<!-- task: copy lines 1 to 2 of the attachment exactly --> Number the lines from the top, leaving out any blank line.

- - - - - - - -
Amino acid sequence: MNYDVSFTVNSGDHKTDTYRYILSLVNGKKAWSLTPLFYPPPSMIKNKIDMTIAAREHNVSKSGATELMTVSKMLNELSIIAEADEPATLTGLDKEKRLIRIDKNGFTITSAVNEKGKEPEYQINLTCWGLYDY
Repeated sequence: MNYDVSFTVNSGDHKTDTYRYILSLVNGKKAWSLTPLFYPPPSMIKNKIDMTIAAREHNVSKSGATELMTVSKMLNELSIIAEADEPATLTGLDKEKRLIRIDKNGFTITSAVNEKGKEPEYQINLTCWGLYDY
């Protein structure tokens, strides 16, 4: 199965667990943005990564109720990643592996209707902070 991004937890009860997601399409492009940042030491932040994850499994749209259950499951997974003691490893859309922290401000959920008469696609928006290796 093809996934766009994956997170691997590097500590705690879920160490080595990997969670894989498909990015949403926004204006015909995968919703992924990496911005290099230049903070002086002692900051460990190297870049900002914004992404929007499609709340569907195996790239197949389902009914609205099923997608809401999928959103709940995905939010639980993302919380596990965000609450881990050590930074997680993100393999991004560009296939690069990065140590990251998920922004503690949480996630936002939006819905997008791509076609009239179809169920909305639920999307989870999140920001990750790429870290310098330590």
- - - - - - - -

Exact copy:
Amino acid sequence: MNYDVSFTVNSGDHKTDTYRYILSLVNGKKAWSLTPLFYPPPSMIKNKIDMTIAAREHNVSKSGATELMTVSKMLNELSIIAEADEPATLTGLDKEKRLIRIDKNGFTITSAVNEKGKEPEYQINLTCWGLYDY
Repeated sequence: MNYDVSFTVNSGDHKTDTYRYILSLVNGKKAWSLTPLFYPPPSMIKNKIDMTIAAREHNVSKSGATELMTVSKMLNELSIIAEADEPATLTGLDKEKRLIRIDKNGFTITSAVNEKGKEPEYQINLTCWGLYDY